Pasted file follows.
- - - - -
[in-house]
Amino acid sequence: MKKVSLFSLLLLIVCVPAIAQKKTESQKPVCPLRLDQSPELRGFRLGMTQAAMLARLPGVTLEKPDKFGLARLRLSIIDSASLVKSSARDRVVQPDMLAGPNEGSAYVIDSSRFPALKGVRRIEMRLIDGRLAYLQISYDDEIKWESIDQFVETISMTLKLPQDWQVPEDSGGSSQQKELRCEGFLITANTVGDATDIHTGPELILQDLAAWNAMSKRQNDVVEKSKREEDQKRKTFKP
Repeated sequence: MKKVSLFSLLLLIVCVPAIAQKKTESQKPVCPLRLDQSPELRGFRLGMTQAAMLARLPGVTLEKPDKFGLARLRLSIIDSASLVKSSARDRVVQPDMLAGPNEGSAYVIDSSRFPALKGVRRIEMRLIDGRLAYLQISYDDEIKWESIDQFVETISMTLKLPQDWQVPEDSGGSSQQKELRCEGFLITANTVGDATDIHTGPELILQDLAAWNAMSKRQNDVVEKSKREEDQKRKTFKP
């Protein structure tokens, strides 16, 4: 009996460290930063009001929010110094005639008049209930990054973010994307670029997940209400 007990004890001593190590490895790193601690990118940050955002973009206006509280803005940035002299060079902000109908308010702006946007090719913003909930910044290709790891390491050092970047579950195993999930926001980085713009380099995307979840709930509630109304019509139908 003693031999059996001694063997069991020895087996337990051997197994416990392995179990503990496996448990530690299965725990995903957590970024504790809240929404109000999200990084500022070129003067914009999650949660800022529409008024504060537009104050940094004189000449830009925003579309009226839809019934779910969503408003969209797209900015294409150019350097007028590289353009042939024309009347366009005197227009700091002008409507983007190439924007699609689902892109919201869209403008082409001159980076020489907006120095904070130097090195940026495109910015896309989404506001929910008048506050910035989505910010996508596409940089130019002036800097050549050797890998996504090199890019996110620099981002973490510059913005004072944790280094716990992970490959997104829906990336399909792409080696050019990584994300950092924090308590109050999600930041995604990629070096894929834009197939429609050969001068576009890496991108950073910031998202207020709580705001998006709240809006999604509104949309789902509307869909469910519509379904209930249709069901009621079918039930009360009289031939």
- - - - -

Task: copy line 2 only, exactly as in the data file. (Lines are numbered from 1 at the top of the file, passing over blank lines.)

Amino acid sequence: MKKVSLFSLLLLIVCVPAIAQKKTESQKPVCPLRLDQSPELRGFRLGMTQAAMLARLPGVTLEKPDKFGLARLRLSIIDSASLVKSSARDRVVQPDMLAGPNEGSAYVIDSSRFPALKGVRRIEMRLIDGRLAYLQISYDDEIKWESIDQFVETISMTLKLPQDWQVPEDSGGSSQQKELRCEGFLITANTVGDATDIHTGPELILQDLAAWNAMSKRQNDVVEKSKREEDQKRKTFKP